Minority-owned businesses won contracts worth $217 million from Massachusetts state agencies last year, a jump of more than $50 million from the year before, according to new data from the state’s Supplier Diversity Office.

The data in a new annual report covering fiscal year 2022 — which ended last June — also shows that minority-owned firms received another $133 million in subcontracting and other ancillary work from white contractors working on state projects.

That brings the minority business total to $350 million for the year, or about 5.4% of state contracts. The increase comes as the state made a number of changes to the agency tasked with supplier diversity, giving it more teeth to enforce the commonwealth's goals and creating more tools for agencies to see their own progress.

Gov. Maura Healey on Wednesday touted the increase and told GBH News that her administration is "committed" to doing more.

"Massachusetts is home to so many incredible, diverse businesses that are the backbone of our communities and economy. We are glad that Massachusetts exceeded our goals for supplier diversity last year, with more minority-owned firms winning state contracts than ever before," Healey said in a prepared statement. "Our administration is committed to building on this progress."

Whether or not the state met its goals depends on what contracts are counted. Gov. Charlie Baker's administration had set a goal for state agencies to hire minority-owned firms for 8% of their contract work. Similar to previous years, the Supplier Diversity Office report indicates that the agencies met that goal, because the report includes more than $230 million the state spent with nonprofits led by predominantly minority board members. But in 2021, GBH News surveyed a dozen other states and found only one — Connecticut — that included payments to nonprofits in its annual count of minority contracting totals.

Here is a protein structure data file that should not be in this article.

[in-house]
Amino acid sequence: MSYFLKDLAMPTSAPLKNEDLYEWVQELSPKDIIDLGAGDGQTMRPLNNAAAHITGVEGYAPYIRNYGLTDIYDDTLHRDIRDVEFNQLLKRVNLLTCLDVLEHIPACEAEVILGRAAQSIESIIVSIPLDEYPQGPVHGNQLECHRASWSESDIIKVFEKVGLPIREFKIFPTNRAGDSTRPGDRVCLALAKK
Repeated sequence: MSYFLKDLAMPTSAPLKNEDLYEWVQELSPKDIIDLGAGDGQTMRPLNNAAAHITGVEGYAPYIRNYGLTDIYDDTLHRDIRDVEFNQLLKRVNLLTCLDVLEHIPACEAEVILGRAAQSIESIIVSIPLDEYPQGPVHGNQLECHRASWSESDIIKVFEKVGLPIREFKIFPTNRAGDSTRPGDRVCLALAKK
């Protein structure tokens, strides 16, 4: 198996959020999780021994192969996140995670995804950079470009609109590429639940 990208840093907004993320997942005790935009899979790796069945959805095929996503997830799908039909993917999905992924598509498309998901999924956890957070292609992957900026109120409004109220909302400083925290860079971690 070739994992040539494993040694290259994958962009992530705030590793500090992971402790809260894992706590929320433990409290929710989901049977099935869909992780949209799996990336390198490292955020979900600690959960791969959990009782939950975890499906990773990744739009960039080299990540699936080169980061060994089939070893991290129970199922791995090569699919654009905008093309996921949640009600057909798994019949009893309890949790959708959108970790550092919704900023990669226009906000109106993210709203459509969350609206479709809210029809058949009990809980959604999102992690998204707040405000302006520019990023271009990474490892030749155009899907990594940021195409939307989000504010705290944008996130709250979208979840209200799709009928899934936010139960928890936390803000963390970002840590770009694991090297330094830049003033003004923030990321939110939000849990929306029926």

The survey was part of an ongoing GBH News investigation, launched in 2020, called The Color of Public Money. Among other findings, the series showed that the value of government contracts won by minority-owned firms in Massachusetts had declined over the past two decades, and that the state had begun counting other expenditures unrelated to state contracts that obscured the shortfall.

Substantial changes came in November 2020 when Baker announced that he was elevating the Supplier Diversity Office into a standalone agency, giving it new authority and resources to force other state agencies to meet contracting goals. The change also created a new reporting system that distinguishes nonprofit spending from contracts with private businesses.

The new office has allowed for much greater transparency around what the state has achieved. More detailed breakdowns reveal that Black businesses have benefitted more than other groups from the state’s new effort to work with diverse contractors — an effort motivated partly by the racial reckoning that followed the 2020 murder of George Floyd.

For example, in fiscal year 2020, Black-owned businesses won only $11 million in state contracts. Last year, that number rose to $76 million. Hispanic-owned firms saw their share of state contracts rise from $12 million in 2020 to $28 million last year. For Asian American firms, the total rose from $71 million in 2020 to $110 million last year.